"This finding will be incorporated in future practical guidelines about secondary stroke prevention," Dr. Kitagawa said. "More intensive BP lowering, such as less than 120/80 mm Hg, might be beneficial for patients with high risk of intracerebral hemorrhage."
Dr. Craig S. Anderson from The George Institute for Global Health, Sydney, New South Wales, Australia and Beijing, China, who wrote an editorial related to this report, told Reuters Health by email, "While the overall results of this study support meta-analyses of other clinical trials showing that lower levels of systolic blood pressure offer greater benefits in prevention of stroke, the most surprising aspect of the RESPECT study was the massive reduction in the prevention of stroke due to acute intracerebral hemorrhage, which provides strong support for aggressive blood pressure control in patients who have suffered an intracerebral hemorrhage in the first place."
He reiterated the "lower than expected blood pressure difference between randomized groups, and the higher than expected average level of systolic blood pressure in the intensive group. Thus, while the epidemiology and systematic reviews of clinical trials in patients adherent to therapy confirms benefits of low blood pressure, there are obvious practical challenges to ensure blood pressure can be effective lowered without causing side-effects and even harms to patients."
Dr. Anderson suggested that physicians "consider faster and more intensive blood pressure management in stroke patients, ideally with early combination forms of antihypertensive therapy."
Dr. Sun Kwon from University of Ulsan, Asan Medical Center, Seoul, Korea, whose recent study found that intensive blood pressure control may not be safe in subacute ischemic stroke, told Reuters Health by email, "BP control in the stroke population is not easy to generalize. Intensive BP control will be beneficial in some stroke populations, such as lacunar stroke or hemorrhagic stroke."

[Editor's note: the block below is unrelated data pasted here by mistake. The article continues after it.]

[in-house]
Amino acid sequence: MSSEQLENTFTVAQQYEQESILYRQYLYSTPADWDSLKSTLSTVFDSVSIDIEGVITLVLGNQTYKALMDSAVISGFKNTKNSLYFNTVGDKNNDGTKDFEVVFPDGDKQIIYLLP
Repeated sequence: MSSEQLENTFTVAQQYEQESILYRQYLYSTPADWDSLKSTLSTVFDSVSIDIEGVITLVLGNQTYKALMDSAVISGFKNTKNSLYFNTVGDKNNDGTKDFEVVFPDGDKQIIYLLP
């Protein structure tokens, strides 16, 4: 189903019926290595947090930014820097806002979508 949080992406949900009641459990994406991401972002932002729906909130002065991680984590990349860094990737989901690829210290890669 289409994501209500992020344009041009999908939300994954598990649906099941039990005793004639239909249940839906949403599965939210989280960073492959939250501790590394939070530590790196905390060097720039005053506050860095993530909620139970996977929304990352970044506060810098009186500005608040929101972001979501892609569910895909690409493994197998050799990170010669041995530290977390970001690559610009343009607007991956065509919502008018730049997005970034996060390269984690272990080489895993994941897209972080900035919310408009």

Dr. Anantha R. Vellipuram from Texas Tech University Health Sciences Center in El Paso, Texas, who recently reviewed lifestyle interventions to prevent cardiovascular events after stroke, told Reuters Health by email, "In spite of stepwise treatment protocols and follow-ups for subjects, only 32% in the intensive group were able to achieve the target BP levels at one year. This could be very challenging when translated to real world practice as it needs immense commitment from both the patient as well as health care provider in accomplishing such goals."
"Ideal management in such situations should be individualized," he said.
RESPECT was funded by Merck and Company Inc., Bristol-Myers Squibb, Towa Pharmaceutical Company Ltd., and Omron Corporation, which had no role in the design and conduct of the study. Five of the 24 authors of this report had various relationships with one or more of these companies.
SOURCE: http://bit.ly/2ODfexI and http://bit.ly/2OvrpfJ
JAMA Neurol 2019.